Edward A. Zelinsky, Morris and Annie Trachman Professor of Law at the Benjamin N. Cardozo School of Law of Yeshiva University, questions the significance of the Patient Protection and Affordable Care Act in his post The Bi-Partisan Rhetoric of Health Care Apocalypse is Wrong on the OUPblog.

Professor Zelinsky writes:

First, the Patient Protection and Affordable Care Act, while significant, is more incremental in nature than either side cares to acknowledge.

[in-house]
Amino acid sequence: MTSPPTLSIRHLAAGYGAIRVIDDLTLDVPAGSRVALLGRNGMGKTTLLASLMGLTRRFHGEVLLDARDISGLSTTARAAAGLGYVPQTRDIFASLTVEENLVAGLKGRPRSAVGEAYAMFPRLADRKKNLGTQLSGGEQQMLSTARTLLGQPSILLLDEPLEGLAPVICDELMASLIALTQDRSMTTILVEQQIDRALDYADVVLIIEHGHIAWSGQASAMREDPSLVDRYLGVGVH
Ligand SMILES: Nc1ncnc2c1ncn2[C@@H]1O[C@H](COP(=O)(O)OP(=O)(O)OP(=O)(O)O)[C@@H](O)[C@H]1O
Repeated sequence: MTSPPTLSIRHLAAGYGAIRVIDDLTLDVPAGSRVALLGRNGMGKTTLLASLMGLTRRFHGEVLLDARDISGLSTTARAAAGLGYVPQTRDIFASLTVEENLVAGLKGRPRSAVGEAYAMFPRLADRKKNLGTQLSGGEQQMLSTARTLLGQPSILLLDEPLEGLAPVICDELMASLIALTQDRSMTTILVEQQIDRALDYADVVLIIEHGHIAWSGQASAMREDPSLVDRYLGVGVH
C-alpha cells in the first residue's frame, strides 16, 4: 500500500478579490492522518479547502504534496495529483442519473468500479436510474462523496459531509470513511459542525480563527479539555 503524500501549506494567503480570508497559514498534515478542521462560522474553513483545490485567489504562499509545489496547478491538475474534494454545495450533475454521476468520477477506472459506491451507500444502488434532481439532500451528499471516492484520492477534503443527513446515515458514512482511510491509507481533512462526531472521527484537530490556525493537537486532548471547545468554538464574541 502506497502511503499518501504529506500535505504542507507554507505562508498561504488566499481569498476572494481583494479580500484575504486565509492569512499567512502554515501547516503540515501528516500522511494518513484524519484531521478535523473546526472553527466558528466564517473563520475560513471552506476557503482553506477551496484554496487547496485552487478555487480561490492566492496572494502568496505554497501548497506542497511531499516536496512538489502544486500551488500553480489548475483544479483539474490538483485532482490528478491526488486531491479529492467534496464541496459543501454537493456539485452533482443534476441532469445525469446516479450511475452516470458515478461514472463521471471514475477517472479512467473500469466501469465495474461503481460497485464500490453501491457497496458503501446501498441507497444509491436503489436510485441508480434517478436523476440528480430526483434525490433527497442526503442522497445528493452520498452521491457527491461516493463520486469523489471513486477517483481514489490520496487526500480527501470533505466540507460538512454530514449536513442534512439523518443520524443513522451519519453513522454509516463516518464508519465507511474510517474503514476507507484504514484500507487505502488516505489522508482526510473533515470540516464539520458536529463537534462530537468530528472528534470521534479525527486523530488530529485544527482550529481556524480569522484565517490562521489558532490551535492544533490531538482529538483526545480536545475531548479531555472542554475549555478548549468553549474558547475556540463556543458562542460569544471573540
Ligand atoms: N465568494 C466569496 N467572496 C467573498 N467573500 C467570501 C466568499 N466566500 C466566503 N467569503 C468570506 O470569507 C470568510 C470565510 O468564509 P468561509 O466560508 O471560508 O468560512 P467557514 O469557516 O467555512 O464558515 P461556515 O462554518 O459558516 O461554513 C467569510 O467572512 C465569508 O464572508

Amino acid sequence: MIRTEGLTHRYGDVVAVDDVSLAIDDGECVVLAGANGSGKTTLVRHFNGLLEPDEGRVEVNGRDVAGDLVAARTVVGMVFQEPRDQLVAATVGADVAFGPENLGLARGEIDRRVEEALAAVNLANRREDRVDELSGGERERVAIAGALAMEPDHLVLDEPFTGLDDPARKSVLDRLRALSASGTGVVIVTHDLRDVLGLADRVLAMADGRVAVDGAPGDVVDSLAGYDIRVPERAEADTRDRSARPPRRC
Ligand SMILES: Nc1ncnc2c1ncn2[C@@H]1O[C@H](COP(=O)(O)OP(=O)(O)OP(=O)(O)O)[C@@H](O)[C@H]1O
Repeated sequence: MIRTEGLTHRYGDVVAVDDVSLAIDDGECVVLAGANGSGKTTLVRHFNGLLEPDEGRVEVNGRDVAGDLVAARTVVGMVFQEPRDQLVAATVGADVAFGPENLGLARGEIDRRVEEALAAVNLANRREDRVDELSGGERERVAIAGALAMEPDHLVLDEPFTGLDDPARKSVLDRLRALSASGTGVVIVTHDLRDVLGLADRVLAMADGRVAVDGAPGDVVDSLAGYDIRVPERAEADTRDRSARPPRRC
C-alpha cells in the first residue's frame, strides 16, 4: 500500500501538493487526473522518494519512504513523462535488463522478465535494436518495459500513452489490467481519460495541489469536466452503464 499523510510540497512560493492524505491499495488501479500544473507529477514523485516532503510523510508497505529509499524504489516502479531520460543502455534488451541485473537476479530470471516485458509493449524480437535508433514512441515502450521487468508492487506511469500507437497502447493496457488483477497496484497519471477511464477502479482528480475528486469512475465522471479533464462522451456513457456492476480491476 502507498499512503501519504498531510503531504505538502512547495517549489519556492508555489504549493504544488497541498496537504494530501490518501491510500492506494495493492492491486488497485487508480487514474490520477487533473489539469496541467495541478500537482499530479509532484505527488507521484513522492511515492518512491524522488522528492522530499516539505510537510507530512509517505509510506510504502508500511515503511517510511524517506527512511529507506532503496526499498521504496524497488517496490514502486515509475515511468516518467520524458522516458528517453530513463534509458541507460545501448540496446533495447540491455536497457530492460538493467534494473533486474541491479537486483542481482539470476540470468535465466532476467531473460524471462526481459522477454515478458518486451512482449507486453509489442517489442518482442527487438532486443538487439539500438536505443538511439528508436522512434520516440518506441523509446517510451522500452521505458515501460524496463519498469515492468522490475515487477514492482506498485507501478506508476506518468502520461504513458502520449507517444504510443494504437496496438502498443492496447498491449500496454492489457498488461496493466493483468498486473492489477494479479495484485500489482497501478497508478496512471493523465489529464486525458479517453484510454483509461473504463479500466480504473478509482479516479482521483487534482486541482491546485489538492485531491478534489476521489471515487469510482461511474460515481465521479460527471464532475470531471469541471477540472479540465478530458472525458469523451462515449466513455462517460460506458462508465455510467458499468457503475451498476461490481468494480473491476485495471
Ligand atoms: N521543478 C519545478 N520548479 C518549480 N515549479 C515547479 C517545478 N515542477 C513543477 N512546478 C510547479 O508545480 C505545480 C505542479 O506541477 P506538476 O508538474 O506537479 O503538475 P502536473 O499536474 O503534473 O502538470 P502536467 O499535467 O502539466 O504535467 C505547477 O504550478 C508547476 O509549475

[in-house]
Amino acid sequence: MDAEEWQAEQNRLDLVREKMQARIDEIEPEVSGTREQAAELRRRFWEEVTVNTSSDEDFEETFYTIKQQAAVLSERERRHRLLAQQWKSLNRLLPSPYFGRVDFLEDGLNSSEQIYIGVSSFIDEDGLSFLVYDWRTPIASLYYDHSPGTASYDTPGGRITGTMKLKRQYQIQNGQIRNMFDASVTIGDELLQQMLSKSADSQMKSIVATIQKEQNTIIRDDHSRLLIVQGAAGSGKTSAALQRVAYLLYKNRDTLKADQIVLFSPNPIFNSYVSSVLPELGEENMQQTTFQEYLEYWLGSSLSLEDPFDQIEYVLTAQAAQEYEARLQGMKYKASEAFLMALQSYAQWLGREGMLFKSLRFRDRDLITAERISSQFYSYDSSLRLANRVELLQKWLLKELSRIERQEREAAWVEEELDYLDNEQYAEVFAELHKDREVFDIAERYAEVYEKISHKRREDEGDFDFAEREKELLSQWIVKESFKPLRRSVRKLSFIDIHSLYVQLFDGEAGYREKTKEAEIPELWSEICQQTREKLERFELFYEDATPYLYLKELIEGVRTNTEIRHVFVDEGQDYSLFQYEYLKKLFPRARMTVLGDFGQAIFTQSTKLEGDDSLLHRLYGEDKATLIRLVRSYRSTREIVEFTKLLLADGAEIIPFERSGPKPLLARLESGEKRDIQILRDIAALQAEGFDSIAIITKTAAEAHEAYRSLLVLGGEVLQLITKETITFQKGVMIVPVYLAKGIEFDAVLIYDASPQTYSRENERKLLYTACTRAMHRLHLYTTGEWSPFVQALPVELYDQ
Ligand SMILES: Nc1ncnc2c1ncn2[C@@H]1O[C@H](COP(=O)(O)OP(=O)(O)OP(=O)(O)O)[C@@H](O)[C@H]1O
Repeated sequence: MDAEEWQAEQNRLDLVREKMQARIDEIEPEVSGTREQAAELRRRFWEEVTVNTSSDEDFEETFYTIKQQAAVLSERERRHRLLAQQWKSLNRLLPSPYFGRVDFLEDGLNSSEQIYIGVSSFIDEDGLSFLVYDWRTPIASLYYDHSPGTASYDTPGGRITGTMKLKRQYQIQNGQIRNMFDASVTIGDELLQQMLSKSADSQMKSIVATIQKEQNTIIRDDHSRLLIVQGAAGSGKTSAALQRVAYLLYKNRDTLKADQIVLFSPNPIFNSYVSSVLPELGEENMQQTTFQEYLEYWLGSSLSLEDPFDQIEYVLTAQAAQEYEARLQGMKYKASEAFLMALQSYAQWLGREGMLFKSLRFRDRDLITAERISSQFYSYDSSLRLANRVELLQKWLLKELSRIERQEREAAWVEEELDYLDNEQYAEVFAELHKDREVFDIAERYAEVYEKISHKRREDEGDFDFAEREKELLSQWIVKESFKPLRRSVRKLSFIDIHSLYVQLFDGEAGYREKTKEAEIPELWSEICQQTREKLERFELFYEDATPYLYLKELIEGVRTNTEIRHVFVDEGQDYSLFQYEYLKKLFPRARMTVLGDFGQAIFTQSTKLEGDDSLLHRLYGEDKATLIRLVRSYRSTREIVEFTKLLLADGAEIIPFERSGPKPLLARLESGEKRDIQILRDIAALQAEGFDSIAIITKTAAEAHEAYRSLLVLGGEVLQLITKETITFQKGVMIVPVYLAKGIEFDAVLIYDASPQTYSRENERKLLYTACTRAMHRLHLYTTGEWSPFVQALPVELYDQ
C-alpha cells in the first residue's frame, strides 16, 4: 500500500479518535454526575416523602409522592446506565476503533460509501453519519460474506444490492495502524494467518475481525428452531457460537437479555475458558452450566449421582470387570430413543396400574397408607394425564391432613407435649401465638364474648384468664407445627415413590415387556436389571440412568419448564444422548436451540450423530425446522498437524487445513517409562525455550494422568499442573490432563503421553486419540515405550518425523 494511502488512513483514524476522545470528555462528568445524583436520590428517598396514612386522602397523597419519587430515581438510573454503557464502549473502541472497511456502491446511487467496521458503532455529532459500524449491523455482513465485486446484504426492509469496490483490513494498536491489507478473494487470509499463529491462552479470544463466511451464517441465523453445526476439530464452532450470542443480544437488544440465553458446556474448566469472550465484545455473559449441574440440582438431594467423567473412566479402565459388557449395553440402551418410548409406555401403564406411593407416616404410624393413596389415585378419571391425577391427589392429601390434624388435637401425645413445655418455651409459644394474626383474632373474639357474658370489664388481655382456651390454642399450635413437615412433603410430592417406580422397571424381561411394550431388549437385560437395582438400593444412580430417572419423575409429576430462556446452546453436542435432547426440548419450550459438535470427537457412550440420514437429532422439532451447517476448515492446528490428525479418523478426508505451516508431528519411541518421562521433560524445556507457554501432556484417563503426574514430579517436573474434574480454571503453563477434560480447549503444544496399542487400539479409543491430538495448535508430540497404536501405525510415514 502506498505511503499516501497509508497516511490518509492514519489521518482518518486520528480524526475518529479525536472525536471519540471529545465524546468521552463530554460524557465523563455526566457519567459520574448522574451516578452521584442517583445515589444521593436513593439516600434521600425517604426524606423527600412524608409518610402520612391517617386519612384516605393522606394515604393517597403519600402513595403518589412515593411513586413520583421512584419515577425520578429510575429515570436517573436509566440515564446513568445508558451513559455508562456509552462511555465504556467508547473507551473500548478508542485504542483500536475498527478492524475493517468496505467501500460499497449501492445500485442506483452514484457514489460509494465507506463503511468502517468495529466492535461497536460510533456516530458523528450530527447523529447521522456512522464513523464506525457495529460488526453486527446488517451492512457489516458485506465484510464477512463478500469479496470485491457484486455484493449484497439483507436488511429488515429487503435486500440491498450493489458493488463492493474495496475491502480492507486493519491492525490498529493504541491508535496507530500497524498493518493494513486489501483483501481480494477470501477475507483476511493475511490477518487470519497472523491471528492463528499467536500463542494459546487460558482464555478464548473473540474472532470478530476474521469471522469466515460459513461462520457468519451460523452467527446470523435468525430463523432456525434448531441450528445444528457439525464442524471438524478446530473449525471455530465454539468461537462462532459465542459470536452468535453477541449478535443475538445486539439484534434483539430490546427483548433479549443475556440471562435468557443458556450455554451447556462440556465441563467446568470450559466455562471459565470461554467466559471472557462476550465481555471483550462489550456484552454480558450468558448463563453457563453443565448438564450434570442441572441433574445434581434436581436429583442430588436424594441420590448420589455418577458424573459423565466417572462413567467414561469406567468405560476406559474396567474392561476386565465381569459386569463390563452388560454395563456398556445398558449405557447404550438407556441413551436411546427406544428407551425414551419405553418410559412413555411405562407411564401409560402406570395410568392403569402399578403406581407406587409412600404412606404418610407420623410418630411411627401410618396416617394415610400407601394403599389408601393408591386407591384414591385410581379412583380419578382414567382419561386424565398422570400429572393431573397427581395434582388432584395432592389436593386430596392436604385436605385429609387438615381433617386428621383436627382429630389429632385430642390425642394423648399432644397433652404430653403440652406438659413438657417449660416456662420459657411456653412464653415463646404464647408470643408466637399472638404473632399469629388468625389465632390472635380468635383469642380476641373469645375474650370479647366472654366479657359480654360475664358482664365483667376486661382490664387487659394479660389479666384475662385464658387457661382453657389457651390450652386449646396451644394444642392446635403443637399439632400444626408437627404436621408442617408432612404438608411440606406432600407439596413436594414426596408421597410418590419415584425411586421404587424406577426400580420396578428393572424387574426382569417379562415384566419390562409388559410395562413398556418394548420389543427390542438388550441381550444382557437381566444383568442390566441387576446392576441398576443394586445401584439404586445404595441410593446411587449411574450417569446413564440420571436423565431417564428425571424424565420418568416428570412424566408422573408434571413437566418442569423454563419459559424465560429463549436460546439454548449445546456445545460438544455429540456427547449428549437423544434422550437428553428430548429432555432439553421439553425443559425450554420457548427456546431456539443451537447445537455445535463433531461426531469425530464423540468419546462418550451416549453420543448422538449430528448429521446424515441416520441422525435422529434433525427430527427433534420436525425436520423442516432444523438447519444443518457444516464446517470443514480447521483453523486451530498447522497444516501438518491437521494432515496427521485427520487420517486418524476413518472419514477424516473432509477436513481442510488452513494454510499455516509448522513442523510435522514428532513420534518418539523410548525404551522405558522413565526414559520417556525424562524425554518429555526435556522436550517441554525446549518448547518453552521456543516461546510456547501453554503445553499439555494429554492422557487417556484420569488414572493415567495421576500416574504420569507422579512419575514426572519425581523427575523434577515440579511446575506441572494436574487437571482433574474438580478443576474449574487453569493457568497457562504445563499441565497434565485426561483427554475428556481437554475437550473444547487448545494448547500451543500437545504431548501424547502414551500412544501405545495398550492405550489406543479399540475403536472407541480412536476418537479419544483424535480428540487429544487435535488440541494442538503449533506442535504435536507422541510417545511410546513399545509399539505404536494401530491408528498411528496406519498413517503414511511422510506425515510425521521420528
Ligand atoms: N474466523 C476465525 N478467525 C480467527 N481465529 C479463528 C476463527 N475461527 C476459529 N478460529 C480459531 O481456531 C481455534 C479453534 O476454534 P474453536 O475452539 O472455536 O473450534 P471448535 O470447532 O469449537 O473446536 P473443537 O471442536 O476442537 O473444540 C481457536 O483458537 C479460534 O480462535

Second, many provisions of the Act have delayed effective dates.  It is questionable whether future Presidents and Congresses will permit these provisions to go into effect as written.

Third, the Act merely postpones many tough decisions which must be made about health care and about health care cost control in particular.  At its core, the Act’s efforts to control health care costs are tepid and deferred.  Indeed, for the long run, the Act is likely to exacerbate the nation’s problem of health care costs and will thus require further confrontation with this intractable problem.

I am in agreement on points two and three,  but skeptical on the first point. As always, his comments are thought-provoking and informative.